29 January 2012

Davenport Range National Park

Friday, 20 January 2012

Northbound. We left Alice Springs for good at about 10:30AM (admittedly a tad late – but we had to make a couple of phone calls and stock up on food and fuel for the next few days) to hit the North Stuart Highway.
But instead of following in John McDouall Stuart’s tracks we veered off the Stuart Hwy after just 68km.
We weren’t done yet exploring, we were eventually going to join the Binns Track again!

Towing the trailer and the fact that we were running a bit late meant we had to improvise slightly.
That's why we didn’t stay on the Plenty Highway to join the Binns Track near Harts Range, we opted for the shortcut and turned onto the Sandover Highway instead. The Sandover Hwy is a major unsealed road in pretty impressive condition, better than most sealed highways we’d encountered in Queensland! Almost 250km we pushed on in a northeasterly direction, past Utopia and through Aboriginal land to ‘Ammaroo’, a cattle station in the middle of nowhere. 

After throwing in a quick (and improvised) picnic lunch we left the Sandover Hwy and finally joined the Binns Track again, heading north on a minor unsealed road now. This road, connecting several Aboriginal communities and cattle stations with the Sandover Hwy, had it all: corrugations from the regular to and fro between outstations, bull dust, washouts, the remnants of blown tyres, ditched wrecks in various states of decay, local families camping next to their broken down cars…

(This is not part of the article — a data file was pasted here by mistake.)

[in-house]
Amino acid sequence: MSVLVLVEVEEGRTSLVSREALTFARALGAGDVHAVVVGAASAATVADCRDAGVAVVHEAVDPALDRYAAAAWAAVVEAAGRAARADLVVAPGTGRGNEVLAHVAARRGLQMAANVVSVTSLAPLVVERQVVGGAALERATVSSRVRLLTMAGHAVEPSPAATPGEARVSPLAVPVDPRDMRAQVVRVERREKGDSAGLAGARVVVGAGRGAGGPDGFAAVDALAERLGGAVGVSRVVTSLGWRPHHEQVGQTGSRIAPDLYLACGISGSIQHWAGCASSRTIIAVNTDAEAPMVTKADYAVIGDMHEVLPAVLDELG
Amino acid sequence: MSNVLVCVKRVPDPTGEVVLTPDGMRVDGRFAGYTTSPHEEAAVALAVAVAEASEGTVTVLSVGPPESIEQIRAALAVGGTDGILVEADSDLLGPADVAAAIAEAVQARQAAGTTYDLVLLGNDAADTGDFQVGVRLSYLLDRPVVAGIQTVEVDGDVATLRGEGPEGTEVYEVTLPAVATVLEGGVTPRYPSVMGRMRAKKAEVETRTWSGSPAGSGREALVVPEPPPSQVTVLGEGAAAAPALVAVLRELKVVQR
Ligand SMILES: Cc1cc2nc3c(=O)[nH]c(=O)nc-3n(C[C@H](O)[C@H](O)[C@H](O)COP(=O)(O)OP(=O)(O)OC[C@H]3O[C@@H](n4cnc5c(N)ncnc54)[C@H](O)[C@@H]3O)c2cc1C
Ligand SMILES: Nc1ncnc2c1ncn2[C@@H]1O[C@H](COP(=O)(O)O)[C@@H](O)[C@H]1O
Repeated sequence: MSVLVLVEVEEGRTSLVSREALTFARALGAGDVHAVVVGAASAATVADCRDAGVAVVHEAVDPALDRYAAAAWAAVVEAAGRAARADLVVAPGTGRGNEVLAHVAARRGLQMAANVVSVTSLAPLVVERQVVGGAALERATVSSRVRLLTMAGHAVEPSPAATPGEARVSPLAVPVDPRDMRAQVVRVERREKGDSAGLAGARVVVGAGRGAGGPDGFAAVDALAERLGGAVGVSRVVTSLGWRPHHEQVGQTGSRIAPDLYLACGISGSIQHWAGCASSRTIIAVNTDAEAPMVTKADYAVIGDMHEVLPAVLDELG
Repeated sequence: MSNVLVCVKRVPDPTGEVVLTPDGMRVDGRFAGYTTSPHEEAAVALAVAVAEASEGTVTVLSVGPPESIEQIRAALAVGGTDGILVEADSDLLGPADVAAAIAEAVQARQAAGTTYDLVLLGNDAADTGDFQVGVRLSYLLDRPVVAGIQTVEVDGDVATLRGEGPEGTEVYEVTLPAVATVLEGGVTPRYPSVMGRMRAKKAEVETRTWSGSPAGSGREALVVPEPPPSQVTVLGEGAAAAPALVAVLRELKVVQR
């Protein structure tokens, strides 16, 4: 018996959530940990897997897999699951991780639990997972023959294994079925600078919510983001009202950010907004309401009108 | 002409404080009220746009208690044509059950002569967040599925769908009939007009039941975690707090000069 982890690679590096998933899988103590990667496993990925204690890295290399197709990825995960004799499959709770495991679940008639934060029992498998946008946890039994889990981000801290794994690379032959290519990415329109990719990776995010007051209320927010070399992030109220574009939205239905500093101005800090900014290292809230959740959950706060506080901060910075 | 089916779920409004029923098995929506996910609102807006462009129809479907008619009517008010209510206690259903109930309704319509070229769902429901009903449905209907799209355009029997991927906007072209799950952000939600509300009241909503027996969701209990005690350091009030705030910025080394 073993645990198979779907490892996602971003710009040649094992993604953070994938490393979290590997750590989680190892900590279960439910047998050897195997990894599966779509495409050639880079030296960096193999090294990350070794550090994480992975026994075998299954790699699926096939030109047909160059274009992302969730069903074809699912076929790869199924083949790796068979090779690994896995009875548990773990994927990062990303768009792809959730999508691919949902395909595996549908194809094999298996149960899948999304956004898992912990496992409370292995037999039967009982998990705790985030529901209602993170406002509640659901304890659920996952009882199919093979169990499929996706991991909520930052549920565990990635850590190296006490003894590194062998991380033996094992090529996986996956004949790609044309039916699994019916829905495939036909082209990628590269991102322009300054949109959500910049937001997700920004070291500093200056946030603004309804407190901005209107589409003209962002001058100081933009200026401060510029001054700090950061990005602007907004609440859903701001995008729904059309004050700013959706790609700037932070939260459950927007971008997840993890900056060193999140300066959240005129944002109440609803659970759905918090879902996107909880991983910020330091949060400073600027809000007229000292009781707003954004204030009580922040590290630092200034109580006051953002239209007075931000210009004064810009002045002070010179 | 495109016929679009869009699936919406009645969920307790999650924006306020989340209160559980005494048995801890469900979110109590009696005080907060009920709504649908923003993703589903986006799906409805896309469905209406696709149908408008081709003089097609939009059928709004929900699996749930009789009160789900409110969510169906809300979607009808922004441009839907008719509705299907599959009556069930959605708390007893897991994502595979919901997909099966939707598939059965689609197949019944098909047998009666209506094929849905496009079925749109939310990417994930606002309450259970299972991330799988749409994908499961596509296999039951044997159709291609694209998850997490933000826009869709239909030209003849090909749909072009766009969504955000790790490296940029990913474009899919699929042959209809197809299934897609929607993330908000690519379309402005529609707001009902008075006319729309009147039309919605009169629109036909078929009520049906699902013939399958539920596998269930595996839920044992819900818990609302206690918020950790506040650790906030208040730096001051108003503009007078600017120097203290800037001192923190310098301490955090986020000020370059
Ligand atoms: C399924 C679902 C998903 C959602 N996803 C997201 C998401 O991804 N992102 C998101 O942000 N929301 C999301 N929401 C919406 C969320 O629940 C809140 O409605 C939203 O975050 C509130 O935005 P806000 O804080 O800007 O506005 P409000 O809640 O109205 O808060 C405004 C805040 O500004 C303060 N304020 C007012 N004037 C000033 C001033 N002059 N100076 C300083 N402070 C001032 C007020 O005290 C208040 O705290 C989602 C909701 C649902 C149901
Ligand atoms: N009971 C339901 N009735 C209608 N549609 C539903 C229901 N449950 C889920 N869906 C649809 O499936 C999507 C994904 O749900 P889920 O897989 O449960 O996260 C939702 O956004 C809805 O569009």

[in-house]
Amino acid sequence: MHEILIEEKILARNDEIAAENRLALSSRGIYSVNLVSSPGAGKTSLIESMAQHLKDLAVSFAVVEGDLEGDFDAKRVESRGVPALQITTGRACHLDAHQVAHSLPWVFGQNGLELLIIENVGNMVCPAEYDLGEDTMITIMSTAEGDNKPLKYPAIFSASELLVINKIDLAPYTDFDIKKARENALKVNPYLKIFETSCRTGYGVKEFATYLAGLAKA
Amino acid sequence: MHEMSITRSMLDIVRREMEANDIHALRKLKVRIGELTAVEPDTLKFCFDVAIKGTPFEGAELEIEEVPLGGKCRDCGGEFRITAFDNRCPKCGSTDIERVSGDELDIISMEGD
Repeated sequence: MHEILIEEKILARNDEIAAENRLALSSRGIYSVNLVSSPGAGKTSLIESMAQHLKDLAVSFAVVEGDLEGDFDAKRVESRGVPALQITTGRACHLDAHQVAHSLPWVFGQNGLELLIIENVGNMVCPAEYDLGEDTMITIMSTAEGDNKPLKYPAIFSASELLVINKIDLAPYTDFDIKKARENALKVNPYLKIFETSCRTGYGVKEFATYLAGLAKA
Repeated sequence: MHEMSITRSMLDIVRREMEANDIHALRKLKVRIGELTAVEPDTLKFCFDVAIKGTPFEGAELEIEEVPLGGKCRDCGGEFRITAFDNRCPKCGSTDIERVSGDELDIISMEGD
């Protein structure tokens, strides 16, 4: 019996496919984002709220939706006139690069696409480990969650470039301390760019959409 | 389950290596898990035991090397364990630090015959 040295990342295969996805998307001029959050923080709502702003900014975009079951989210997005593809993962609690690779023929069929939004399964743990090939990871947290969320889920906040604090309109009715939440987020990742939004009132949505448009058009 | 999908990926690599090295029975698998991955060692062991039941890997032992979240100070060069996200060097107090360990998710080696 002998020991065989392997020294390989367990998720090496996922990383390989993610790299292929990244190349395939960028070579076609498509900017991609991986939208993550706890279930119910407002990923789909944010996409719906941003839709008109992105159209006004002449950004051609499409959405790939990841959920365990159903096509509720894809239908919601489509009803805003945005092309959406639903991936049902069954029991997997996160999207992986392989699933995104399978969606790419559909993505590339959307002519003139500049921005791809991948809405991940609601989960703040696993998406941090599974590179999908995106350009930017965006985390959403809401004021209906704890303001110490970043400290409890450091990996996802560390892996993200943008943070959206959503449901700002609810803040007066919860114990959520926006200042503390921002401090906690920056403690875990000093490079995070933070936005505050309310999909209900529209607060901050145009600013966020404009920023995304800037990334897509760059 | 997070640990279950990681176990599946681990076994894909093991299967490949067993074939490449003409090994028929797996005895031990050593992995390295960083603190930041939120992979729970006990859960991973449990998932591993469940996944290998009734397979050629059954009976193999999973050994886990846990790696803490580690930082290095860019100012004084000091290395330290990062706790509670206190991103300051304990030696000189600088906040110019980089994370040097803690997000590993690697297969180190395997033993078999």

100km further on, near ‘Murray Downs’, we turned right yet again.
The Davenport Range National Part was our "piece de resistance" and we were in for some fun four-wheel driving! One minute the narrow track would run along atop a rocky ridge, some tufts of Spinifex only sprinkled on its flanks, next minute we’d be at the foot of the range and crossing the Frew River, its water tannin-stained and stagnant but picturesque just the same.

There was quite a bit of birdlife around, we saw a Sacred Kingfisher (Todiramphus sanctus), White-faced Herons (Egretta novaehollandiae) and lots of Spinifex Pigeons (Geophaps plumifera) among others.

Around another corner and the ruins of the old ‘Hatches Creek’ tungsten mine appeared on the horizon. Tungsten (also known as wolfram) from this mine played an important during wartimes.

We had to keep moving though, no time to fall into any of the deep shafts, it was still another 40km to go to the Old Police Station Waterhole – and it would take us at least another 1 ½ hours to get there. The weary explorers started wondering if they’d get to camp before dark.
The donkeys and cattle couldn’t have cared less…

We made it to the waterhole with a few minutes of daylight to spare. We even had enough time to examine all the camp sites along the waterhole to pick the best one of the spacious sites – for once again we were the only travellers around and the only complaints about our arrival were coming from a young bull, a few Australasian Darters (Anhinga novaehollandiae), Little Black Cormorants (Phalacrocorax sulcirostris)and a flock of Australian Wood Ducks (Chenonetta jubata) that took off rather noisily.

We set up camp somewhere halfway along the waterhole under the gum trees, built a neat little campfire and placed the camp oven on the coals a little while later.

Saturday, 21 January 2012

The temperatures hadn’t dropped much over night and it warmed up again quickly in the morning. As much of an oasis the Old Police Station Waterhole was, we were still surrounded by harsh desert country in the height of summer.
Steve and Flip decided to jump into the waterhole right opposite the ruins of the old police station, a quick swim in lieu of a shower. Not much left of the old building and what little is left of the old stone walls these days can easily be overlooked (hint: there's a little spec of red in the centre of the image below).